Cancer Chemotherapy and Pharmacology

, Volume 76, Issue 3, pp 489–498 | Cite as

Family history as a marker of platinum sensitivity in pancreatic adenocarcinoma

  • David Fogelman
  • Elizabeth A. Sugar
  • George Oliver
  • Neeraj Shah
  • Alison Klein
  • Christine Alewine
  • Huamin Wang
  • Milind Javle
  • Rachna Shroff
  • Robert A. Wolff
  • James L. Abbruzzese
  • Daniel Laheru
  • Luis A. DiazJr.Email author
Original Article



Metastatic pancreatic adenocarcinoma is considered a uniformly fatal disease with a median survival of 1 year with modern chemotherapy. While a subset of patients achieve prolonged survival, few of the factors that define this group of patients are known.


For the determination of overall survival (OS), 549 patients with histologically confirmed metastatic pancreatic adenocarcinoma were evaluated. Emphasis was placed on treatment history and family history of breast, ovarian, and pancreatic cancers. To ensure a uniform metastatic population, patients treated with prior locoregional therapies (i.e., surgery or radiotherapy) were excluded as were patients with a prior history of stage I–III disease.


Patients with family history or pedigree history of cancer had superior OS. This was especially true in patients with three or more relatives with either breast, ovarian, or pancreatic cancers [hazard ratio (HR) 0.49, 95 % confidence interval (CI) 0.30–0.80, p = 0.003]. First-line platinum chemotherapy was associated with a poor survival (hazard ratio for death 1.74, 95 % CI 1.12–2.71, p = 0.01) for patients without a family history of these cancers but not for those without such a history (p = 0.31). In fact, as the number of relatives with these cancers increased, the OS survival improved for individuals receiving first-line platinum therapy (HR 0.76, 95 % CI 0.65–0.89, p = 0.0004), which was not the case for those receiving other therapies (p = 0.98).


Treatment with platinum chemotherapy in patients with a family history of breast, ovarian, or pancreatic cancers was associated with a longer survival, whereas platinum use in patients without such a family history of cancer was associated with poor survival. These findings suggest that family history may serve as a predictive marker for platinum use in patients with metastatic pancreatic adenocarcinoma.


Pancreatic adenocarcinoma Family history BRCA Chemotherapy Survival 



This work is supported by The Swim Across America Laboratory at Johns Hopkins, The Banyan Gate Foundation, The Lustgarten Foundation for Pancreatic Cancer Research and Gastrointestinal SPORE grant P50CA062924 

Conflict of interest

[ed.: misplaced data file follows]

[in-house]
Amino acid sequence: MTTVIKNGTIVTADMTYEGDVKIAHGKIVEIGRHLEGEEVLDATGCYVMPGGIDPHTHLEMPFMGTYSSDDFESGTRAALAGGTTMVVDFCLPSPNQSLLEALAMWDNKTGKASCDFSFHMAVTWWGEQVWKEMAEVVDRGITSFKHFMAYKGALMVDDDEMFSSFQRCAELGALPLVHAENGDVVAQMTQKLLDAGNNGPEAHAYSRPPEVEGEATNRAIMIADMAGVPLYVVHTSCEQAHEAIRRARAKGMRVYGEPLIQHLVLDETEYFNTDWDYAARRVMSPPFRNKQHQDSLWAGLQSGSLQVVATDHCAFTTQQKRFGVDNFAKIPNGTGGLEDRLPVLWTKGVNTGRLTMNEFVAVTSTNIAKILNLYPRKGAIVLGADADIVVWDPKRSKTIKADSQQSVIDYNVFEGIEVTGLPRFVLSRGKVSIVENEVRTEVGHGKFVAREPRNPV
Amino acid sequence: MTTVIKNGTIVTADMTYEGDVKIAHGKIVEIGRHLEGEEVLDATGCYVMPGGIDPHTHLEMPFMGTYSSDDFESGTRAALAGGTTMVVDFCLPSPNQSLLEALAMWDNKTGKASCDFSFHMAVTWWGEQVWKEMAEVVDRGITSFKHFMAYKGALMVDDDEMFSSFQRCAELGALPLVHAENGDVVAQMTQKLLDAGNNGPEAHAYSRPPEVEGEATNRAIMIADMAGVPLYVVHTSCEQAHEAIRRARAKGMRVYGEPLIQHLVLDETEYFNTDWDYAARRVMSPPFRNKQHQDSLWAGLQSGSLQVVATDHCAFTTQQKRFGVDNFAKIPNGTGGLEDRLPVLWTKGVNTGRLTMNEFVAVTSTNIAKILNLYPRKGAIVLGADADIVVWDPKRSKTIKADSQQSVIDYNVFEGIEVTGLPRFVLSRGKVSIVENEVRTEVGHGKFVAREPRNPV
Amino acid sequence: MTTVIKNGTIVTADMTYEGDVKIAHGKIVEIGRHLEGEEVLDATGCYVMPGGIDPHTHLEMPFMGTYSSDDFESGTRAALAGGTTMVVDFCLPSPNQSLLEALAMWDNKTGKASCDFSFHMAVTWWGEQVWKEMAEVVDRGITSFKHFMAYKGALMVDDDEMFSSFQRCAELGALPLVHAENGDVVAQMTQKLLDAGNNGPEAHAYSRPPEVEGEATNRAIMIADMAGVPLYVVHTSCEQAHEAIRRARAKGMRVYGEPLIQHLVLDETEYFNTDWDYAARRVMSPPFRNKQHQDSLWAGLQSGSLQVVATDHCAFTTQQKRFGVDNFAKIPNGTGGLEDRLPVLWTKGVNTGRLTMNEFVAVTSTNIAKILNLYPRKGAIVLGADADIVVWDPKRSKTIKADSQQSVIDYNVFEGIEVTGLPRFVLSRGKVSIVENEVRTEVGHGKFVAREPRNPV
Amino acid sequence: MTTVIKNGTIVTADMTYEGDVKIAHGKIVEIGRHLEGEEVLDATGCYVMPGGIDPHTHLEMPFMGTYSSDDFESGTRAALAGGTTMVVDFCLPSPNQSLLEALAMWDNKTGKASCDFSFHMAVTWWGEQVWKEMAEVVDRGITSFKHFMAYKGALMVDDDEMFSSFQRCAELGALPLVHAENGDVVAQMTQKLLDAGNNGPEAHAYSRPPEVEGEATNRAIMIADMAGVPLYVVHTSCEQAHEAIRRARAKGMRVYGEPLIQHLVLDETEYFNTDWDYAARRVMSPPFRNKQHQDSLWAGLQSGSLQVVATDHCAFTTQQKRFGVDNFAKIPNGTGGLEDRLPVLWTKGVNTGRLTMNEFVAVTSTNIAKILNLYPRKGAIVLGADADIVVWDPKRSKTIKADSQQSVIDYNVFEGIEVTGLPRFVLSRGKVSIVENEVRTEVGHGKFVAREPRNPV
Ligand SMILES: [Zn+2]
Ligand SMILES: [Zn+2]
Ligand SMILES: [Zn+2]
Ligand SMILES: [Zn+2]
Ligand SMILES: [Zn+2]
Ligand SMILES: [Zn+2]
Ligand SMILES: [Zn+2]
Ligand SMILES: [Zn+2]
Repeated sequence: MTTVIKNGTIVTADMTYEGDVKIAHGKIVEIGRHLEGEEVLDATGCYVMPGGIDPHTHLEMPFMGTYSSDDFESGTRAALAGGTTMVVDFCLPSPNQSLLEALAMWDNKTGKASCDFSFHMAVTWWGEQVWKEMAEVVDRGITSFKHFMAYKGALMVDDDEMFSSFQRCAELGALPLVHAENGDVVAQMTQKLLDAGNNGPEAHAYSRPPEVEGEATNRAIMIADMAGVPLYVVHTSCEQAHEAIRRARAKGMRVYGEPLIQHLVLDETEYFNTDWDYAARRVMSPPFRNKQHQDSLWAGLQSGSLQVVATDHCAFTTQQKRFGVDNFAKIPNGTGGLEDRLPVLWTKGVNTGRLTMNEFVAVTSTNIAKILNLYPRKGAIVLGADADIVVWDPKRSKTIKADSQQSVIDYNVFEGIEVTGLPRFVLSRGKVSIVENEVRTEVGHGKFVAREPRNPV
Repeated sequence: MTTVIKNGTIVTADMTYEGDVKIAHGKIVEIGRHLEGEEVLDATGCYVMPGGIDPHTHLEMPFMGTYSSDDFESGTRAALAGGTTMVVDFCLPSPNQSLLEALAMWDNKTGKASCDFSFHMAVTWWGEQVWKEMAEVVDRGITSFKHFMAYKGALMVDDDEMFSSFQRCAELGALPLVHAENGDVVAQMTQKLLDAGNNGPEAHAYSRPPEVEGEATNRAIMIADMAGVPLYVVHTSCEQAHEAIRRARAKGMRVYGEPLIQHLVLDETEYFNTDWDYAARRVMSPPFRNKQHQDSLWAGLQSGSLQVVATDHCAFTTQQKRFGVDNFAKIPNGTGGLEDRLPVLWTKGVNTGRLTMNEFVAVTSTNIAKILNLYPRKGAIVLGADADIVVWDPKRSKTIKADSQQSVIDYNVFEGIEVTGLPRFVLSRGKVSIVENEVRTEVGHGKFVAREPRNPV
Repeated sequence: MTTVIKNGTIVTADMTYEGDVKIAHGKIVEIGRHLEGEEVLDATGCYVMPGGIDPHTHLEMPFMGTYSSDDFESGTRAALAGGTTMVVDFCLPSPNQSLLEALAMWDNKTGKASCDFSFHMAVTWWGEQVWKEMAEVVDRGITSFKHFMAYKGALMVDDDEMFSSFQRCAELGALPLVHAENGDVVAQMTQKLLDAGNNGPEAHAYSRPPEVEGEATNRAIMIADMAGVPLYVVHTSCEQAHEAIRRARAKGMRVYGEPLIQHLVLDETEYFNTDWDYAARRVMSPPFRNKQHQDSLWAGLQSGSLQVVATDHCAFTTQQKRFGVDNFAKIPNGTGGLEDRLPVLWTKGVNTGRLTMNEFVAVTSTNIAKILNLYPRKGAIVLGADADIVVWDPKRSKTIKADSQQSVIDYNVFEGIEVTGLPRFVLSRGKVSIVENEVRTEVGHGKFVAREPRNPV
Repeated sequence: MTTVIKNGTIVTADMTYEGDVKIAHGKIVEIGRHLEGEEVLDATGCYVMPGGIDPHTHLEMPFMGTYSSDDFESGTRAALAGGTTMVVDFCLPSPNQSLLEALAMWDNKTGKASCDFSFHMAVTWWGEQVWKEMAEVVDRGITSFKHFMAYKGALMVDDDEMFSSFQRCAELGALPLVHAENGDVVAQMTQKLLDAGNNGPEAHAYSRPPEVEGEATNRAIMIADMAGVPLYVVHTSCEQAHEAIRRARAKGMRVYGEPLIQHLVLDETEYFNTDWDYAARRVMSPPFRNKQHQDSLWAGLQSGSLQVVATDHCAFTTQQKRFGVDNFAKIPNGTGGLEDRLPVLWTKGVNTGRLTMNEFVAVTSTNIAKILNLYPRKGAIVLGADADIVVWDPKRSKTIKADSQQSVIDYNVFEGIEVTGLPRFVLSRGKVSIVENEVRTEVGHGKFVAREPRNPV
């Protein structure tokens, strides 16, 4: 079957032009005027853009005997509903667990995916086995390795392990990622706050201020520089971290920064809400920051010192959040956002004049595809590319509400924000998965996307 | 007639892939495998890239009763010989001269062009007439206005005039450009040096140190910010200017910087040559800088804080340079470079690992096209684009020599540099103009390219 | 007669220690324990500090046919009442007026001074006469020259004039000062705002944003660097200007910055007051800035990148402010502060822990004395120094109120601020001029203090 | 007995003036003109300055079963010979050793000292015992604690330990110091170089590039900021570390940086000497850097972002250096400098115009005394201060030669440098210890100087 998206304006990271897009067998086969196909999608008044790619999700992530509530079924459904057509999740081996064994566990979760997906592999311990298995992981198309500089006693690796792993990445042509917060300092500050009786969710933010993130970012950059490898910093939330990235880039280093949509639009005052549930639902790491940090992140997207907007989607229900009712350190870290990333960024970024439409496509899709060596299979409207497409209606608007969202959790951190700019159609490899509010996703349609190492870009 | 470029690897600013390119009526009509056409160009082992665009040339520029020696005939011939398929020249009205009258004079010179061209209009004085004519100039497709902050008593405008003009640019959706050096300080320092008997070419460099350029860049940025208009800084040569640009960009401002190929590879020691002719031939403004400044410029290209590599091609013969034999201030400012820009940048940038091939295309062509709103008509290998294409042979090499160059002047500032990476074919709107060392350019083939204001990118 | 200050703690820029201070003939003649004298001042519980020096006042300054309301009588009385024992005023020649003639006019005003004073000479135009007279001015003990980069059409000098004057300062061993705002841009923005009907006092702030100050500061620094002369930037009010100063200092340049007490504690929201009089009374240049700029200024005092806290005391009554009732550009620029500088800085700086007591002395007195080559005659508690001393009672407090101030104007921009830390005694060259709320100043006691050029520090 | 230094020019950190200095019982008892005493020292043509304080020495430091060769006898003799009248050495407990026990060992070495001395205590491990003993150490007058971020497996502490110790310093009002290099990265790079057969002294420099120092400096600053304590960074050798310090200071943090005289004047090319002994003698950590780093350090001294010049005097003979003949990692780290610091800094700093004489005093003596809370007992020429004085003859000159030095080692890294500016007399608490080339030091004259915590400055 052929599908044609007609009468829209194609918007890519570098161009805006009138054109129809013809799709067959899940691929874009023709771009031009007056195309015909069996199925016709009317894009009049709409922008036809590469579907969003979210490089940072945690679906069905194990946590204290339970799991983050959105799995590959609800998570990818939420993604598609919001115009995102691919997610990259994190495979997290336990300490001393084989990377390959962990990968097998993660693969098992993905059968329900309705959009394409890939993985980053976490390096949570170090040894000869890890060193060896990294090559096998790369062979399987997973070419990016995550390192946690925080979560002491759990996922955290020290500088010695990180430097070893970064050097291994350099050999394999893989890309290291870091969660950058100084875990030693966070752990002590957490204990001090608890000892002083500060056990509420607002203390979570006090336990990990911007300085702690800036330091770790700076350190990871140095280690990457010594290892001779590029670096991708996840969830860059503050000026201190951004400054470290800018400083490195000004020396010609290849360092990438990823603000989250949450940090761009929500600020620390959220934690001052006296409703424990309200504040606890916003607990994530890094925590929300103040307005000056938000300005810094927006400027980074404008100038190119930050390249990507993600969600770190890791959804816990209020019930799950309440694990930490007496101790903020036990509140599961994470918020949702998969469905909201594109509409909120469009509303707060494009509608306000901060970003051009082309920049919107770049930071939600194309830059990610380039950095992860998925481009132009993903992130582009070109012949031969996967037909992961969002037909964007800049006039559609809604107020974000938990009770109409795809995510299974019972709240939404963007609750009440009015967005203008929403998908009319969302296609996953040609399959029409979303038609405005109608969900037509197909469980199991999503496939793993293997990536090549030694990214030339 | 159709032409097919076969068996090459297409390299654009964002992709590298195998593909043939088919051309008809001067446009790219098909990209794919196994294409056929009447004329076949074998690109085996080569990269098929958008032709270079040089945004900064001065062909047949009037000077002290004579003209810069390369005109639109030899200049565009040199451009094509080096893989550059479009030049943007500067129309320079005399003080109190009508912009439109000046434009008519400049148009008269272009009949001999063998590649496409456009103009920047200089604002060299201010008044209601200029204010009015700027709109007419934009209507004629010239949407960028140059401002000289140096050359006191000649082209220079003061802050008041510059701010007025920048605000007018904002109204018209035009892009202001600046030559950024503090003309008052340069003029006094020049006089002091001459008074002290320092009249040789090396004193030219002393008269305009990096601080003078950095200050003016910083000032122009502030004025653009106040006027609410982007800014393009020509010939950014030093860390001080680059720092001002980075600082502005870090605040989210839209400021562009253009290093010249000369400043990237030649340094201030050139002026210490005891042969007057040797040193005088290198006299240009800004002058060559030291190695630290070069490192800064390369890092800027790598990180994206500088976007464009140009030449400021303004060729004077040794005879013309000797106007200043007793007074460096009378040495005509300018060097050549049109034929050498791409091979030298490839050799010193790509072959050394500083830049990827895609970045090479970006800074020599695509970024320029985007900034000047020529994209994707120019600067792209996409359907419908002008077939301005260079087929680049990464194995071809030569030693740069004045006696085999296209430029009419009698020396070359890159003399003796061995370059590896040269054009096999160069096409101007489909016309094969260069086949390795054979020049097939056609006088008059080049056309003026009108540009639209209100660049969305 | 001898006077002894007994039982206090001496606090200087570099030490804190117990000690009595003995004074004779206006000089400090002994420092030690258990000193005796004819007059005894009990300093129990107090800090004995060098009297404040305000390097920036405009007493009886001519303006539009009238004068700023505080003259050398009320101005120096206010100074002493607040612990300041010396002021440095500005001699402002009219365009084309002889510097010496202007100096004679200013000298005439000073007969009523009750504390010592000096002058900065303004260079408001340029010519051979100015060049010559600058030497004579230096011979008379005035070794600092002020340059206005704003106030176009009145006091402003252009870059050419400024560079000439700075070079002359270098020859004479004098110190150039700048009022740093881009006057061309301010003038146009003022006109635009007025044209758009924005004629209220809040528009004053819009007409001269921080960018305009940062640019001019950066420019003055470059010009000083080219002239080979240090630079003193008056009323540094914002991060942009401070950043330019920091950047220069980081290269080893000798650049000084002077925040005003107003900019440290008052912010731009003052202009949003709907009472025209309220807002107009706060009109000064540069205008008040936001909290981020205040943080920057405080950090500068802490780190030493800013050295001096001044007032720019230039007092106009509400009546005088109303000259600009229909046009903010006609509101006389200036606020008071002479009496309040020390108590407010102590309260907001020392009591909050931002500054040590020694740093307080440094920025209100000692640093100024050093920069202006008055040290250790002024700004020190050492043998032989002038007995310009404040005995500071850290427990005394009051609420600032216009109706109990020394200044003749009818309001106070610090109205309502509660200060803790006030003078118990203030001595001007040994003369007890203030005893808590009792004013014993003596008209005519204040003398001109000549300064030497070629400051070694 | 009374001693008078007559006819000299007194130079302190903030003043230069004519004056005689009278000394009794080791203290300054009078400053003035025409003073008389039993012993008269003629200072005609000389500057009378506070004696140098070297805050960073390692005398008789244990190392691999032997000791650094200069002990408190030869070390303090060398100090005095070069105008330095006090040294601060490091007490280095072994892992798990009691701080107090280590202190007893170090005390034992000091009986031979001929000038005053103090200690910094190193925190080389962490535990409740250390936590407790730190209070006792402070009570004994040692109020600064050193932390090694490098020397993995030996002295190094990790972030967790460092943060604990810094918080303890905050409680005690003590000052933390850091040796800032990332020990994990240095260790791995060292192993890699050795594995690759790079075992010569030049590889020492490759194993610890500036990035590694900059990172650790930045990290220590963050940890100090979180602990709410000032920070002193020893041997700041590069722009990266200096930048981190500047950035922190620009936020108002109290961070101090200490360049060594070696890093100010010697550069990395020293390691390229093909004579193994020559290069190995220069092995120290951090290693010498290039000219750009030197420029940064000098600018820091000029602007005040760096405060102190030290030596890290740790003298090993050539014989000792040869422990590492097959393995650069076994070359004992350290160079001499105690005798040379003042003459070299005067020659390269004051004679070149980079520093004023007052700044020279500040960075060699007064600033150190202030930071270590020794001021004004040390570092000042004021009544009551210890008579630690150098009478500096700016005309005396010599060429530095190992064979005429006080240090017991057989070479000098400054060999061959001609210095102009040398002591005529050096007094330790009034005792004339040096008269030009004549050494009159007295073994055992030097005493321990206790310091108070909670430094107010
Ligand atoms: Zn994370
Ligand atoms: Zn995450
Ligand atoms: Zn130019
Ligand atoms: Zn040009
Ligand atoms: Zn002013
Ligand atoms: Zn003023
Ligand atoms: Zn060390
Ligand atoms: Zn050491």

Dr. Diaz is a founder and shareholder of Papgene Inc. and Personal Genome Diagnostics and licensed technology to these and other entities. These relationships are managed by the Johns Hopkins conflict of interest committee.  These items disclosed by Dr. Diaz are not related to contents of this article. Dr. Klein notes that under a licensing agreement between Myriad Genetics Inc. and the Johns Hopkins University, Drs. Klein is entitled to a share of royalty received by the University on sales of products. The terms of this arrangement are being managed by The Johns Hopkins University in accordance with its conflict of interest policies. Other co-authors declare no conflict of interest with the contents of this article.


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Copyright information

© Springer-Verlag Berlin Heidelberg 2015

Authors and Affiliations

  • David Fogelman
    • 5
    • 6
  • Elizabeth A. Sugar
    • 2
    • 4
    • 7
  • George Oliver
    • 2
    • 8
  • Neeraj Shah
    • 5
    • 9
  • Alison Klein
    • 3
    • 10
    • 11
    • 12
  • Christine Alewine
    • 3
    • 13
  • Huamin Wang
    • 14
  • Milind Javle
    • 5
    • 6
  • Rachna Shroff
    • 5
  • Robert A. Wolff
    • 5
    • 6
  • James L. Abbruzzese
    • 5
    • 15
  • Daniel Laheru
    • 2
    • 10
  • Luis A. DiazJr.
    • 1
    • 2
    Email author
  1. 1.Swim Across America LaboratoryLudwig Center for Cancer Genetics and Therapeutics at Johns HopkinsBaltimoreUSA
  2. 2.Sidney Kimmel Cancer CenterThe Johns Hopkins Medical InstitutionsBaltimoreUSA
  3. 3.Departments of Pathology and MedicineJohns Hopkins Medical InstitutionsBaltimoreUSA
  4. 4.Departments of Biostatistics and Epidemiology, Bloomberg School of Public HealthJohns Hopkins UniversityBaltimoreUSA
  5. 5.Department of G.I. Medical OncologyM.D. Anderson Cancer CenterHoustonUSA
  6. 6.University of Texas/M.D. Anderson Cancer CenterHoustonUSA
  7. 7.Johns Hopkins Bloomberg School of Public HealthBaltimoreUSA
  8. 8.DallasUSA
  9. 9.Staten Island University HospitalStaten IslandUSA
  10. 10.Sidney Kimmel Comprehensive Cancer CenterJohns Hopkins School of MedicineBaltimoreUSA
  11. 11.Sol Goldman Pancreatic Cancer Research CenterJohns Hopkins School of MedicineBaltimoreUSA
  12. 12.Johns Hopkins Bloomberg School of Public HealthBaltimoreUSA
  13. 13.Department of Medical OncologyNCI-National Cancer InstituteBethesdaUSA
  14. 14.HoustonUSA
  15. 15.Division of Medical OncologyDuke UniversityDurhamUSA

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